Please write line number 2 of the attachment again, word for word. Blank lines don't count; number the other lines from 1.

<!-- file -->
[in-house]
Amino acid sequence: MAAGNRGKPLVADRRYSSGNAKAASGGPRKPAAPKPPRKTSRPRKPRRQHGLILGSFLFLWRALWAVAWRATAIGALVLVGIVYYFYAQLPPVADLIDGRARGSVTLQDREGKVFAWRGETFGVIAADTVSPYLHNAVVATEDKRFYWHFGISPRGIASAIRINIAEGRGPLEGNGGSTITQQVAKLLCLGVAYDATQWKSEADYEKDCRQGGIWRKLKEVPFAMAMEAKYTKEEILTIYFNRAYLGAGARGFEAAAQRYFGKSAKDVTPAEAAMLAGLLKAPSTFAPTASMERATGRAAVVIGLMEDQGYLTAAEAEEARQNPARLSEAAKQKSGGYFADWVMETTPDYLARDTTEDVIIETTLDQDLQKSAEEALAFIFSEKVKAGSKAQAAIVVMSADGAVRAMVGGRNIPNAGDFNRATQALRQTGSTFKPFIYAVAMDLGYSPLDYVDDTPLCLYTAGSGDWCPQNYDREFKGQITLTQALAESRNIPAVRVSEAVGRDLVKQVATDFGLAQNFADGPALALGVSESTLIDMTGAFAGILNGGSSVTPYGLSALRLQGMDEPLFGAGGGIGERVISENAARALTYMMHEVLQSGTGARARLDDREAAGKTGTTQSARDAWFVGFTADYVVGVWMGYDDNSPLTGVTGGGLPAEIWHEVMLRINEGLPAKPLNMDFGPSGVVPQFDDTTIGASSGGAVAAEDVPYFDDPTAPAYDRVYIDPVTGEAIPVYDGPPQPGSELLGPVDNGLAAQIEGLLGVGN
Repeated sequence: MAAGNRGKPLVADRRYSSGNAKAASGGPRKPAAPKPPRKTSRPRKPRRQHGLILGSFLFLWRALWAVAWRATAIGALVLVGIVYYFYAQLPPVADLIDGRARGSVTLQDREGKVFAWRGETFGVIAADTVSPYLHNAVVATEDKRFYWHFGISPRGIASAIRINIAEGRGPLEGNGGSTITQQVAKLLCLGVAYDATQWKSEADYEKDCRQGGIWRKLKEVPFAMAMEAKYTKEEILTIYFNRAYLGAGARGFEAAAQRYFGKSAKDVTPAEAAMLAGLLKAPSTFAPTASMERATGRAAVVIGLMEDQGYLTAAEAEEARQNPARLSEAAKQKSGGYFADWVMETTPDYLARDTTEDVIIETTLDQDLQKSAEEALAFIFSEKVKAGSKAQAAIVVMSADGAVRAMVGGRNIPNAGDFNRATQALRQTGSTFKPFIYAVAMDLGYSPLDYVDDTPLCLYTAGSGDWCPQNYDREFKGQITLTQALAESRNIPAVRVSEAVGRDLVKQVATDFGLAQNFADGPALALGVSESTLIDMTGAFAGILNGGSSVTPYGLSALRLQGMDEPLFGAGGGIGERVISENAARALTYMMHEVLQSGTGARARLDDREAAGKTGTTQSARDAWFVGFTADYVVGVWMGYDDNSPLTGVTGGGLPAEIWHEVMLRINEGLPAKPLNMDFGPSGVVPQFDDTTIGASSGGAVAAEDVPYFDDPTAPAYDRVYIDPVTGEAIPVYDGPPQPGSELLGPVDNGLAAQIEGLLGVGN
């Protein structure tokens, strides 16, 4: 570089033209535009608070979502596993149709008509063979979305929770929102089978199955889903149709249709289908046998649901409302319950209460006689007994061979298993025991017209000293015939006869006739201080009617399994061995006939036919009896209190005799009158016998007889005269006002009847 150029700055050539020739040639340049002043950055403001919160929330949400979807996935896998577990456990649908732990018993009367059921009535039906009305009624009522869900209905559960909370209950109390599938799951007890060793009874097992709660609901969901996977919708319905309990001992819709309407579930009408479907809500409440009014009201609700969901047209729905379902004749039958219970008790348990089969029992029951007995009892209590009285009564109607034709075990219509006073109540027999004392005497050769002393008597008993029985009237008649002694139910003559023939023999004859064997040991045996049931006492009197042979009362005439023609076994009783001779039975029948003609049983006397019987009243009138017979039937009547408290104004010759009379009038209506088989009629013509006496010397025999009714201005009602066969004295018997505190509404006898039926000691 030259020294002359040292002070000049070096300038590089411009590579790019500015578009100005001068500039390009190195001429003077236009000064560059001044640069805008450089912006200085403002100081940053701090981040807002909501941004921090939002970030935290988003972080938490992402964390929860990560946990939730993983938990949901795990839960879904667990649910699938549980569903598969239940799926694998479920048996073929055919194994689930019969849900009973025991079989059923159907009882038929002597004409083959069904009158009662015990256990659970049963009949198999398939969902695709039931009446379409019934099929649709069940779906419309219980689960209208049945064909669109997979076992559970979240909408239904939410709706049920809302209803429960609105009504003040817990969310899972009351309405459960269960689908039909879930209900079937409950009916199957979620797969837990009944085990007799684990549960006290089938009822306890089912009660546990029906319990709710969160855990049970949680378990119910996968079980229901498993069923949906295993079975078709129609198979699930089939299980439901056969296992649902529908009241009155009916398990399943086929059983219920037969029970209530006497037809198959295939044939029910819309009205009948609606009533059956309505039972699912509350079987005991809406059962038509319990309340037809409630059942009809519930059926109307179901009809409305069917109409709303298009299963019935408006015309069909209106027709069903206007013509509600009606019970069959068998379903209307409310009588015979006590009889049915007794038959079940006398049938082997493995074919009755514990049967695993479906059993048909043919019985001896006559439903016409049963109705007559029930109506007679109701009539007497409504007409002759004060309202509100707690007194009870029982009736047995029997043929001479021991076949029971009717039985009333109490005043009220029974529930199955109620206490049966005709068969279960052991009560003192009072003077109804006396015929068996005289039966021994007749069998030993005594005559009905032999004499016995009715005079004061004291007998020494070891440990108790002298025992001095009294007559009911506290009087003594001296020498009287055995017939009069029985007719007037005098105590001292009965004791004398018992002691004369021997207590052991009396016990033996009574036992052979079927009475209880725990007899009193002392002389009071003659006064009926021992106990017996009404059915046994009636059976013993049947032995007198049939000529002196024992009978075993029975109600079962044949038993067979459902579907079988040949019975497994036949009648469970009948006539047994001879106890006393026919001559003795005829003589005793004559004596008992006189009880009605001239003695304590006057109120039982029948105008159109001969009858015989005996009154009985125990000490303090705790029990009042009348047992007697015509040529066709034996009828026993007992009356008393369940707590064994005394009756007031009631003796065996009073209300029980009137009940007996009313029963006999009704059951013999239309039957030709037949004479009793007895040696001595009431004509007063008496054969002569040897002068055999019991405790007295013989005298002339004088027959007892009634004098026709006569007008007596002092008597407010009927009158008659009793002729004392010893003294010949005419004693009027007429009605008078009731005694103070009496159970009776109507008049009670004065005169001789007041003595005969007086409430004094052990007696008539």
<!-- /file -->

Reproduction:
Amino acid sequence: MAAGNRGKPLVADRRYSSGNAKAASGGPRKPAAPKPPRKTSRPRKPRRQHGLILGSFLFLWRALWAVAWRATAIGALVLVGIVYYFYAQLPPVADLIDGRARGSVTLQDREGKVFAWRGETFGVIAADTVSPYLHNAVVATEDKRFYWHFGISPRGIASAIRINIAEGRGPLEGNGGSTITQQVAKLLCLGVAYDATQWKSEADYEKDCRQGGIWRKLKEVPFAMAMEAKYTKEEILTIYFNRAYLGAGARGFEAAAQRYFGKSAKDVTPAEAAMLAGLLKAPSTFAPTASMERATGRAAVVIGLMEDQGYLTAAEAEEARQNPARLSEAAKQKSGGYFADWVMETTPDYLARDTTEDVIIETTLDQDLQKSAEEALAFIFSEKVKAGSKAQAAIVVMSADGAVRAMVGGRNIPNAGDFNRATQALRQTGSTFKPFIYAVAMDLGYSPLDYVDDTPLCLYTAGSGDWCPQNYDREFKGQITLTQALAESRNIPAVRVSEAVGRDLVKQVATDFGLAQNFADGPALALGVSESTLIDMTGAFAGILNGGSSVTPYGLSALRLQGMDEPLFGAGGGIGERVISENAARALTYMMHEVLQSGTGARARLDDREAAGKTGTTQSARDAWFVGFTADYVVGVWMGYDDNSPLTGVTGGGLPAEIWHEVMLRINEGLPAKPLNMDFGPSGVVPQFDDTTIGASSGGAVAAEDVPYFDDPTAPAYDRVYIDPVTGEAIPVYDGPPQPGSELLGPVDNGLAAQIEGLLGVGN